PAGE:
Monthly Archives: July 2017

Orality in the Classroom

Much has happened with the Artists in Schools Project at Malmsbury Primary School since the end of second term. Specifically our work developing memory techniques to help students with their spelling, and a similar principle applied to learning the Times Tables. At the heart of all these techniques is the profoundly significant application of the Rapscallion figures to the creative exercise of learning how to spell and do multiplication.

Spelling:

The first step is to create characters of the alphabet itself. Students spent an entire art class devising these characters: drawing them in the guise of their newfound personality. The students had so much fun and were so imaginatively prolific that many variations for individual letters were developed. The final step needed in this process was for the students as a whole to vote for their favourite characterisation.

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Molly’s ‘w’ is ‘weird’. Isn’t it weird when they say ‘i’ before ‘e’ except after ‘c’, but not in this word.

Next is the process of applying these characters to an actual spelling difficulty. An example is the word ‘does’: a conundrum for many students since the rules do not follow the pattern of sounds and letter combinations in other words. The four letters (d as deadly, o as obese, e as energetic and s as sporty), in their specific order, now give us the bones of a story, and so, the activity swaps from a spelling memorisation activity to a creative writing task.

There are many variations of the story that could be devised, so this one below is just a single possibility. Through our research we have discovered it is critical that each and every student creates their own story, for it seems the cognitive process of making narrative sense of the order of the letters is how the technique embeds itself so effectively in memory.

“It is potentially deadly to be obese so be energetic and sporty, because that is what a healthy person does.”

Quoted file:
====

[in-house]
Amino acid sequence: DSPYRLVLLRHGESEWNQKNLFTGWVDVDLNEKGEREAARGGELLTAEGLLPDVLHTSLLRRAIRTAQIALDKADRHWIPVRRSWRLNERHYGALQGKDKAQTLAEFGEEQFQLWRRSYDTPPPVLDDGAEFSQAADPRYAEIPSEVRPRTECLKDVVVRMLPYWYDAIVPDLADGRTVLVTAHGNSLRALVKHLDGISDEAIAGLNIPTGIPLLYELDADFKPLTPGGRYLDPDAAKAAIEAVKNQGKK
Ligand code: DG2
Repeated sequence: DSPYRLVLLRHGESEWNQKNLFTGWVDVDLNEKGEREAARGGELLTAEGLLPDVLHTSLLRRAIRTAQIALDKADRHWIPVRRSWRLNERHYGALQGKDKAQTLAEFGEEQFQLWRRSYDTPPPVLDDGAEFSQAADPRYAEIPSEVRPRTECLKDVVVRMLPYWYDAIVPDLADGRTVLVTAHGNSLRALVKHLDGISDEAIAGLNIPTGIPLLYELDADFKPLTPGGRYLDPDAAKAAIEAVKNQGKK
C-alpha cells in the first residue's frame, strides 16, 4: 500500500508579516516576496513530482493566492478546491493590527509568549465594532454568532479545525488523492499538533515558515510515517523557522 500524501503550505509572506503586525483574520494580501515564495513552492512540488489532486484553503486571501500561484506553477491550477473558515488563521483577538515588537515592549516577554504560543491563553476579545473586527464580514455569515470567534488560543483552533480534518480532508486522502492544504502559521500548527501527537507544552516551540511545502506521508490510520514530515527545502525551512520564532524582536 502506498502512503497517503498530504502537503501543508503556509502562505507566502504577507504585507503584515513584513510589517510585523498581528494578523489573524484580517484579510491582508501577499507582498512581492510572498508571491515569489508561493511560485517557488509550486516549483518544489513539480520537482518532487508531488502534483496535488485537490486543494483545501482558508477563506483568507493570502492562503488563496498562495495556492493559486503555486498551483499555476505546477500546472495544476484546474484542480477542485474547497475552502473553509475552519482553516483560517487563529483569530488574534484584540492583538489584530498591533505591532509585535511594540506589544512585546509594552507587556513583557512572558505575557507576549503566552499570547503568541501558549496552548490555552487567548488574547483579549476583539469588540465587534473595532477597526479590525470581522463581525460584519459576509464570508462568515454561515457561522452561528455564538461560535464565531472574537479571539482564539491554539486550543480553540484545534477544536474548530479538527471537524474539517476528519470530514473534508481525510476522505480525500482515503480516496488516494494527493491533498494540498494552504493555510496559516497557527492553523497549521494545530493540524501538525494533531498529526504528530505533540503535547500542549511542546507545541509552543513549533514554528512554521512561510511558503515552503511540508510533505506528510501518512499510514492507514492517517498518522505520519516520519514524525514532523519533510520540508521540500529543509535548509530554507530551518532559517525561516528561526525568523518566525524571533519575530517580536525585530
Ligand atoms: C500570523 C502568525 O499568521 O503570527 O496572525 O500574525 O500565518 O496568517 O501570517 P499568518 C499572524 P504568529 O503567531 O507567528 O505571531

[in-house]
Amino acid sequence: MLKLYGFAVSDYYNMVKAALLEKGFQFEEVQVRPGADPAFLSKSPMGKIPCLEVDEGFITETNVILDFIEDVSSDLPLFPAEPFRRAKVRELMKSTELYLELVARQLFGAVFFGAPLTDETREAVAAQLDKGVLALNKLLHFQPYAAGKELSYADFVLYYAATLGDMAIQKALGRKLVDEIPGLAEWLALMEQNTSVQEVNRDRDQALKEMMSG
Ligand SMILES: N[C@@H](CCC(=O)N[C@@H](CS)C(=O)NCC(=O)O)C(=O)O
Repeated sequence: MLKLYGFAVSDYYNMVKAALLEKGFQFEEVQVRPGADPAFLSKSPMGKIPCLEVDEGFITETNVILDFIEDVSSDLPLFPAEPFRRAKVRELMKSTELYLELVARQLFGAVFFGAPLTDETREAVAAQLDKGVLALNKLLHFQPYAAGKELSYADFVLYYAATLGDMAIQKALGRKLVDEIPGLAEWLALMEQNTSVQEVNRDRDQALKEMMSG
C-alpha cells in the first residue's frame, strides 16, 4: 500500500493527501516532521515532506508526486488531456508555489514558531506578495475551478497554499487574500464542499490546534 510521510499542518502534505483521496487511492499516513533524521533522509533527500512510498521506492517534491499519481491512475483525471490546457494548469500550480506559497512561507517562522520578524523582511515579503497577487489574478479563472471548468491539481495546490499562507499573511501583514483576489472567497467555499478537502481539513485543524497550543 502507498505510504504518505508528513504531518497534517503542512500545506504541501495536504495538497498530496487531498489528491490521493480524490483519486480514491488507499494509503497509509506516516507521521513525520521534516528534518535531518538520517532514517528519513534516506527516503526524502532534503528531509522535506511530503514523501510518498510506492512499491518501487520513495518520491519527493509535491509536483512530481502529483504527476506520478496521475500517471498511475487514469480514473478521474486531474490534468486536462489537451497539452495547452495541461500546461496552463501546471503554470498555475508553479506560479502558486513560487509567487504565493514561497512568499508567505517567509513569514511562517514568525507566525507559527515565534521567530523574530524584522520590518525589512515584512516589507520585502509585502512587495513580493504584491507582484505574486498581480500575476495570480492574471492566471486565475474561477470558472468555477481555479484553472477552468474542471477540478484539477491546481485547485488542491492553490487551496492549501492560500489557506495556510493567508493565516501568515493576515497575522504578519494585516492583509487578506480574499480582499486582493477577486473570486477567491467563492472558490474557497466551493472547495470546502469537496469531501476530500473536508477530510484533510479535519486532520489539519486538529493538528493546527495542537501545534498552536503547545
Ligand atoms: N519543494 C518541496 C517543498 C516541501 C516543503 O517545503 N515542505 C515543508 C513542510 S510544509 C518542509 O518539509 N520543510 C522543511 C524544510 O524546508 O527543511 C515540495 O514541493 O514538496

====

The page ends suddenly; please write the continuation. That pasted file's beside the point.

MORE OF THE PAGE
Times Tables:

                The same principle applies to the use of numbers. Change each number into a concrete object and transform an equation into the plot for a story.

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Emerald’s depiction of her Rapscallion Ziggy flying up to the sun (one).

In this instance the method is to devise a rhyme with the number: such as 1 with sun; 2 with shoe; 3 with tree; etc. We have found that despite the importance for students to create their own number/word associations, there is a strong enough link between the rhyming words to make it obvious which word relates to which number. The critical step is for each student to create the stories that make sense of the numerical equation being learnt.

For instance, 4 x 6 = 24 becomes door x sticks = plenty of doors. Once more the lesson changes from being an overtly mathematical focus to one of creatively devising a story about a door, some sticks and the end result of plenty of doors.

Rather than giving an example of our own it would be a wonderful exercise for you, the reader, to reply below with your story about the ‘door’, the ‘sticks’ and the resulting ‘plenty of doors’.

Rapscallions: 

Central to everything explained above is the Rapscallion of each student in the school. The stories devised in maths and literacy class all use the Rapscallion as protagonist. There are several reasons for this.

Firstly, the Rapscallions serve as a ‘step removed’ from the individual students themselves. For many children there is a high level of emotional baggage that they bring into a spelling or mathematics class. Previous negative experiences imprint themselves upon the student and they are lead to believe that “I can’t do maths” or “I’m lousy at spelling”. By using the Rapscallion as the central character we circumvent these preconceptions about the student’s own ability and make it about the Rapscallion instead. Thus the negative internal dialogue of the student changes into, “I’m not doing the maths my Rapscallion is doing the maths for me”. If the final answer is found to be wrong then it is the Rapscallion who failed, not the student themselves. This is a profoundly significant outcome in our work using Rapscallions in the classroom and how it relates to student self-image as learners.